Spoiled Children of Divorce


“The Depressed Person” by David Foster Wallace
September 22, 2008, 5:46 am
Filed under: Books, Possible Personality Traits of Children of D., therapy

Today while rummaging through the Library Book Sale I picked up a copy of The O. Henry Awards Prize Stories from 1999 and turned immediately to a story called “The Depressed Person” which starts out:

The Depressed person was in terrible and unceasing emotional pain, and the impossibility of sharing or articulating this pain was itself a component of the pain and a contributing factor in its essential horror.

Despairing, then of describing the emotional pain or expressing its utterness to those around her, the depressed person instead described circumstance, both past and ongoing, which were somehow related to the pain, to its etiology and cause, hoping at least to be able to express to others eomthing of the pain’s context, its–as it were–shape and texture. The depressed person’s parents, for example, who had divorced when she was a child, had used her as a pawn in the sick games they played…”

I had to buy the book and read the rest. Turns out the story is a very bitter black humor description of going through psychotherapy. Of course, the character has to be described as a Child of D and female in order to make people accept her as an emotional sponge. Er, I was angry. Since Wallace’s descriptions of growing up in Divorce were very outsiderish I didn’t think he was talking from personal experience. Men from Divorce in particular tend to be wise to other people’s feelings. This guy wasn’t. Or, at least, I’m angry that he misused this particular cliche.  But the observation was right on and the story telling was great. And the sentences are really weird and well crafted.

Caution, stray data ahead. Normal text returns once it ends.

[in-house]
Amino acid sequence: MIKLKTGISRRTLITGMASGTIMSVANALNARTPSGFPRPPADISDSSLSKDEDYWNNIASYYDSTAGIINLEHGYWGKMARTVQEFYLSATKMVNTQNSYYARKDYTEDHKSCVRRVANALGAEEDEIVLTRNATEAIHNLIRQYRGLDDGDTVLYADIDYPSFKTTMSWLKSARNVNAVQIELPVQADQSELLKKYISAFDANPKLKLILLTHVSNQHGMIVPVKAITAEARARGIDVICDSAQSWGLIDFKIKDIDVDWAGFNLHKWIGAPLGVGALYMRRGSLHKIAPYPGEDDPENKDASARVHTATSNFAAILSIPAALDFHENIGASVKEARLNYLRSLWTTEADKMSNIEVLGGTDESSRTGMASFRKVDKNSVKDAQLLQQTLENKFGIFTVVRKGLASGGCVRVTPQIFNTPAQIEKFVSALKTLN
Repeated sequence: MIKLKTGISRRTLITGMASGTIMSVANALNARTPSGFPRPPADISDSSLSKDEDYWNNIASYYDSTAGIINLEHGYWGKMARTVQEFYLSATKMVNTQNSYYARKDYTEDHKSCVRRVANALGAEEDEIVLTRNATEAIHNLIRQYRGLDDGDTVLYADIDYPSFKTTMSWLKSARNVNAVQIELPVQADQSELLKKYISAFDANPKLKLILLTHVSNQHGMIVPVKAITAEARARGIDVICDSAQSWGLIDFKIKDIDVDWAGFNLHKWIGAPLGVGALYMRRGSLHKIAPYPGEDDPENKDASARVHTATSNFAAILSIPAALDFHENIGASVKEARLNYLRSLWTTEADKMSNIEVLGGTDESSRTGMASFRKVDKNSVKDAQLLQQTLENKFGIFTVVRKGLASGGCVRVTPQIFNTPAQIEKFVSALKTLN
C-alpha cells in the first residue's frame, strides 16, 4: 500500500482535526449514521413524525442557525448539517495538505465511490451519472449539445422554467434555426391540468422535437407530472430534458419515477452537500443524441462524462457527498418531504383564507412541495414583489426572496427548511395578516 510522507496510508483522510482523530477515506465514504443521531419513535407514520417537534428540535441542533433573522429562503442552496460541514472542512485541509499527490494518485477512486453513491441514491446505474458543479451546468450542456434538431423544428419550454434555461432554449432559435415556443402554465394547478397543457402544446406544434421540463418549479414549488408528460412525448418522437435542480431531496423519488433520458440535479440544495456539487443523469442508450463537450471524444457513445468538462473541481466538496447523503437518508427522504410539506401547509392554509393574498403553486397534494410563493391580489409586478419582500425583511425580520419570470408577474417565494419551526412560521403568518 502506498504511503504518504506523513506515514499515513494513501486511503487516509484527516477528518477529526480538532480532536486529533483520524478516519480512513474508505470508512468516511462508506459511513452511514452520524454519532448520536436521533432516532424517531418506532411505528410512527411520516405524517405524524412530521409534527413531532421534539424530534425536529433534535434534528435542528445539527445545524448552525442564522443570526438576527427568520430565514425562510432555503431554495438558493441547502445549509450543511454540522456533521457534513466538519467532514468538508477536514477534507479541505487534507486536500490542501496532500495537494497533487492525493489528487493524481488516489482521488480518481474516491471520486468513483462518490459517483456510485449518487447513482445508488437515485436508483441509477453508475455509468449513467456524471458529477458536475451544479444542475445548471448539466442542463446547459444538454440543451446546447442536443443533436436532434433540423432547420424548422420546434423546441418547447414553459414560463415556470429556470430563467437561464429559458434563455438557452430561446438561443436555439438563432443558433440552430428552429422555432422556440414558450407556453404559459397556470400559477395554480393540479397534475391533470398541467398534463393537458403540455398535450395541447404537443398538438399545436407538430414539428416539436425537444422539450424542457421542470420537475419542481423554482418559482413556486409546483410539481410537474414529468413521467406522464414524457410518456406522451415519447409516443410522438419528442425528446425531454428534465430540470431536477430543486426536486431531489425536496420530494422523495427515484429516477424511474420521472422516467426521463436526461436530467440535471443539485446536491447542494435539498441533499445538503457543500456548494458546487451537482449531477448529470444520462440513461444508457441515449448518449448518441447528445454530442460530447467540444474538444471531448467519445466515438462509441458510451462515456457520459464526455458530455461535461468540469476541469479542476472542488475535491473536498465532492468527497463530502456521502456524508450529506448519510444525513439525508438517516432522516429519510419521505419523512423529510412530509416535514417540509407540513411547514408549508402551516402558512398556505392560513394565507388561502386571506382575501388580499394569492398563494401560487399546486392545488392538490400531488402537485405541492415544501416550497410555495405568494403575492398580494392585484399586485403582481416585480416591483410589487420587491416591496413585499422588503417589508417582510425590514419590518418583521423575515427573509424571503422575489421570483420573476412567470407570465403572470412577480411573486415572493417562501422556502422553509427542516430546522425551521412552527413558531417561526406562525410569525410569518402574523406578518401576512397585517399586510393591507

I have to admit Wallace’s voice in the story was really strong. He seemed a lot like a loser ex boyfriend who was getting even with an old girlfriend, so I started googling his situation and found out that tragically Wallace has very recently committed Suicide. The story was about mental illness and the futility of going through therapy and the divorce just made the depression sound more reasonable. I was angry with the editor and the O.Henry Awards and everyone who has to pick on Children of D for their own private pathos. (I will add here that if you go to a Therapist and mention anything about your parent’s divorce you are immediately considered depressed. Children of D. are reacting to a real life event, whether their chemicals are nuts is a completely different thing.)

It’s a really awful coincidence that I find this story right now. Wallace passed away on September 12. May he Rest in Peace. His obituary is here:

http://www.nytimes.com/2008/09/15/books/15wallace.html


1 Comment so far
Leave a comment

good job ! ^^

Comment by Linde Green




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